From it’s opening act, it was clear that Shoujo ☆ Kageki Revue Starlight had something to say about the stage — what young women give to it, what they receive from it, all wrapped up in a Takarazuka package. Karen Aijou has what is quickly revealed to be an impossible dream in Takarazuka: to occupy position zero, center stage, with her friend Hikari Kagura. Seisho Music Academy and its enigmatic giraffe host naturally guide her down the traditional path of fighting others for the top star position, pitting Karen and her classmates against one another in seemingly inevitable conflict.
That is, until Karen breaks the cycle and shatters the status quo, dragging Hikari and their other classmates with her. Laying the groundwork for Karen and Hikari are Claudine Saijou and Maya Tendou.
Within my first month of high school, I carried an armful of drop cloths down a narrow flight of stairs, deep into the heart of the old building, a place that few students knew existed. The door opened, pushed with a considerable amount of force by one of the upperclassmen. He loomed over us in the doorway, made slightly menacing by the grey lighting, somehow dull while still making us wince and cover our eyes. Dust rose and fell in small clouds at my feet as I walked, kept low by the autumn humidity. Beside me, the few other freshmen tasked with carting props and supplies back and forth from the auditorium shivered from a chill in the air.
The old building was connected to two newer buildings by narrow hallways that never seemed to quite fit in with the existing decor. My history class in that same building had Cold War blackout curtains. As we shuffled forward, stepping around a variety of odd furniture, textile piles, a candelabra, and a painted carriage, two of my classmates began to snicker, pointing at a hole in the insulation next to a sign that read, “Danger! Asbestos.”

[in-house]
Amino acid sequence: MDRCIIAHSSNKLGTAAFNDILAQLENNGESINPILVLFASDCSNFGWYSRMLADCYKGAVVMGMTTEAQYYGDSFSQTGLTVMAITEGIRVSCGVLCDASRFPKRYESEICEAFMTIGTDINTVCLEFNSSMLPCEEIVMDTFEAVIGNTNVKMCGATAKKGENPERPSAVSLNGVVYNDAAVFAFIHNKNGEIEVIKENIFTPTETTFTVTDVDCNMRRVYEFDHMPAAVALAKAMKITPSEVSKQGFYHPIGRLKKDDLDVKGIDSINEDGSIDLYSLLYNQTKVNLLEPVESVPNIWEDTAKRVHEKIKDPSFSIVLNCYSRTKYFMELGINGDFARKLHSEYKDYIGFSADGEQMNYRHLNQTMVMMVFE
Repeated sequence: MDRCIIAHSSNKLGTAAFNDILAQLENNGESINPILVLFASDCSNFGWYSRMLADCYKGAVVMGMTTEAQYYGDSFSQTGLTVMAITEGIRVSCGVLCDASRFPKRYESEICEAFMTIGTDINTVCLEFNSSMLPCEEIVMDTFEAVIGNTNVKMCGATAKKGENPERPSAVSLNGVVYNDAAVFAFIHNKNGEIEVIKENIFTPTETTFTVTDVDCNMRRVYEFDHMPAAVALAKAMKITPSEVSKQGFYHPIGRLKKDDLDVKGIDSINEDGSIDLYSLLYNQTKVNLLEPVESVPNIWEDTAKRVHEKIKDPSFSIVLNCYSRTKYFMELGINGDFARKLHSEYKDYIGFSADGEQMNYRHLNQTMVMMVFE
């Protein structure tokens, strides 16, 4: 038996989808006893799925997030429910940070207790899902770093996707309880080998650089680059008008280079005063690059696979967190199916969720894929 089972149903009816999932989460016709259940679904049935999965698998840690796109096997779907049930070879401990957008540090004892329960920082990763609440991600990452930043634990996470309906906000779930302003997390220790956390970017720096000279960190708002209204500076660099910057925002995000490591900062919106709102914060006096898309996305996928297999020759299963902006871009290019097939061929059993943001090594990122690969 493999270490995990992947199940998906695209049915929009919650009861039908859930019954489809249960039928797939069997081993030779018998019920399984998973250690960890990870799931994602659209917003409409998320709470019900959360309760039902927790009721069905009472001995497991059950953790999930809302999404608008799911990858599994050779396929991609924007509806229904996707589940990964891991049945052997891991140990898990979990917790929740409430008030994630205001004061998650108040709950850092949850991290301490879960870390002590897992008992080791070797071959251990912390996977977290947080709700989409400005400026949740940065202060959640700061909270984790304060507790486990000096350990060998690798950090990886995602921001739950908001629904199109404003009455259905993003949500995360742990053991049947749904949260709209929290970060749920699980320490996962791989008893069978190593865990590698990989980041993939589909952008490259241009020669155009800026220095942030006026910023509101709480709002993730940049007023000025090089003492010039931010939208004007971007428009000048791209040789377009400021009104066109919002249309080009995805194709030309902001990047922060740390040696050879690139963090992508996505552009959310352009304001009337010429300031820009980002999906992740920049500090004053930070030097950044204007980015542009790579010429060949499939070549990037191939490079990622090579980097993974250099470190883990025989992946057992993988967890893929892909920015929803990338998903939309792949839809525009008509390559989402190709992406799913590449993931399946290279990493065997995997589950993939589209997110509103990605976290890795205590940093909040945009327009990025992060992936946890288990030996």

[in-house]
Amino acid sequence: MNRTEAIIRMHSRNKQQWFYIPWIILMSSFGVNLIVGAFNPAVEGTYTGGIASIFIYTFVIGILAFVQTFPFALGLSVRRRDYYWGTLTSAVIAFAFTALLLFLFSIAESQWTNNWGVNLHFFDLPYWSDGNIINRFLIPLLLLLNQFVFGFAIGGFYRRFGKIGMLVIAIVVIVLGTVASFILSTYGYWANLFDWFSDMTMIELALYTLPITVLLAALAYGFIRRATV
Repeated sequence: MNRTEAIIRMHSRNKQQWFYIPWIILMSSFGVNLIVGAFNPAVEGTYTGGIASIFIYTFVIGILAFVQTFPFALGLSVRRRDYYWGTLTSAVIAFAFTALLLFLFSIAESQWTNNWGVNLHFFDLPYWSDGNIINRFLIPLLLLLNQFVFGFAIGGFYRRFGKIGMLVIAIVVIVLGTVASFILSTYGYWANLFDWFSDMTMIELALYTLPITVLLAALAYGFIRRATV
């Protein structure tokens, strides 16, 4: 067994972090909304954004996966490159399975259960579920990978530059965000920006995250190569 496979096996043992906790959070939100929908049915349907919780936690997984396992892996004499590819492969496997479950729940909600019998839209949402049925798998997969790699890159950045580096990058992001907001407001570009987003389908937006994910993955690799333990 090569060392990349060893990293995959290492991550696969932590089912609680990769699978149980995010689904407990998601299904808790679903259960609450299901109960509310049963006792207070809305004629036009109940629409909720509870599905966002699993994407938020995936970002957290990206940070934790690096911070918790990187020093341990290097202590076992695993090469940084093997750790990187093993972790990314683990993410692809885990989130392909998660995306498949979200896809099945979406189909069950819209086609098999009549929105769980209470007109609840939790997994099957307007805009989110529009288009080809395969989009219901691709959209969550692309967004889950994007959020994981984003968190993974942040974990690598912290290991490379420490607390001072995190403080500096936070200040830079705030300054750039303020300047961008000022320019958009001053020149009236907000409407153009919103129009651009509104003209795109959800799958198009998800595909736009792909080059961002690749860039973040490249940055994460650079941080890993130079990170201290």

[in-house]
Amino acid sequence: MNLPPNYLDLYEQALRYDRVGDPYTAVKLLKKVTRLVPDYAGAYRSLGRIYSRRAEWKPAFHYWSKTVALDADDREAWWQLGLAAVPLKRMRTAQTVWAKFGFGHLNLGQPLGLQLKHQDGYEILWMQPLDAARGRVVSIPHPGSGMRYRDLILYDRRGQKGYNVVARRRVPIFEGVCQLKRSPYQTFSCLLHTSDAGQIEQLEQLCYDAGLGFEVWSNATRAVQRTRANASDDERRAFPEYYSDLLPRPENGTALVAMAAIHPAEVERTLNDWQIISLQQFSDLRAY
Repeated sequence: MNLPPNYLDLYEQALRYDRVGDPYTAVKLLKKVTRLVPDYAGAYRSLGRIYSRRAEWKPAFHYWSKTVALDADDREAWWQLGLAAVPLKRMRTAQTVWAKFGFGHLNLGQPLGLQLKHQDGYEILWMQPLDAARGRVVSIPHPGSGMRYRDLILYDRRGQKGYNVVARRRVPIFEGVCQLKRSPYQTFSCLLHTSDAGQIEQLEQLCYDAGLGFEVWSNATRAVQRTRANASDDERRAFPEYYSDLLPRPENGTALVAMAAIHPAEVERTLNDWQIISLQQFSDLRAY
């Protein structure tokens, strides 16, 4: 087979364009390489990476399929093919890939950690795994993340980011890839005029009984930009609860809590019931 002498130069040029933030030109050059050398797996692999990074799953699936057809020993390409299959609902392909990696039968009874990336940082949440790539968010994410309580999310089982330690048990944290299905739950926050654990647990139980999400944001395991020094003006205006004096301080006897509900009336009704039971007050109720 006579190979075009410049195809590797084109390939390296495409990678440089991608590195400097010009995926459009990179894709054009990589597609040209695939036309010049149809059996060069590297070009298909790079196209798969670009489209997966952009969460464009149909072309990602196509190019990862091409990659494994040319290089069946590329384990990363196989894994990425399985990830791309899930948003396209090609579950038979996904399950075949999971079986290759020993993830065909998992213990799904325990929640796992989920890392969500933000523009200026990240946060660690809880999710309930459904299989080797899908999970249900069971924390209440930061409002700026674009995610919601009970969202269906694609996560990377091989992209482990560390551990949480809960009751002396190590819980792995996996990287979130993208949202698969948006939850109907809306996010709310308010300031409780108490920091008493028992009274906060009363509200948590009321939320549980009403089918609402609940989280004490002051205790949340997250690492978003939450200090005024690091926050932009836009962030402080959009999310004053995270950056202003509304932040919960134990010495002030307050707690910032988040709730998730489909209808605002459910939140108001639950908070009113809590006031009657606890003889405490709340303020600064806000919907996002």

This was a Cold War bomb shelter. It also was the drama club prop and set storage room.
Compelling and captivating are two words used frequently in Shoujo ☆ Kageki Revue Starlight to describe the in-universe play and narrative framing device, Starlight. Following the star-crossed Flora and Claire, Starlight is a tragedy that borrows from known Takarazuka Revue staples like Elisabeth — ai to shi no rondo (Elisabeth — rondo of love and death) and is made to have the same influence and frequency of performance as Elisabeth or Rose of Versailles in order to frame the relationship of Revue Starlight leads Karen Aijou and Hikari Kagura. Starlight is synonymous with being a stage girl.
Karen and Hikari were inspired to become stage girls — effectively entering the spartan and highly-controlled education system of a Takarazuka trainee — by a performance of Starlight. Throughout the series, they frequently open episodes with narration from the play, reiterating how the story of Claire and Flora draws them in and captivates them and also that this tale is ultimately a tragedy. These two leads are torn apart once they reach for their distant star. Starlight not only encapsulates the stage girl experience but within it’s narrative, perpetuates the toxic cycle that Karen aims to break.
The next phrase out of the giraffe’s mouth is, “Well then, I must ask you to leave.” Yet as he says this, Karen has already climbed all the way up his neck. She uses it as a slide in order to crash the revue duels and save childhood friend Hikari Kagura. This is who Karen is. And it’s this personality that makes her the perfect person to break the cycle. She doesn’t fit the Takarazuka Revue mold.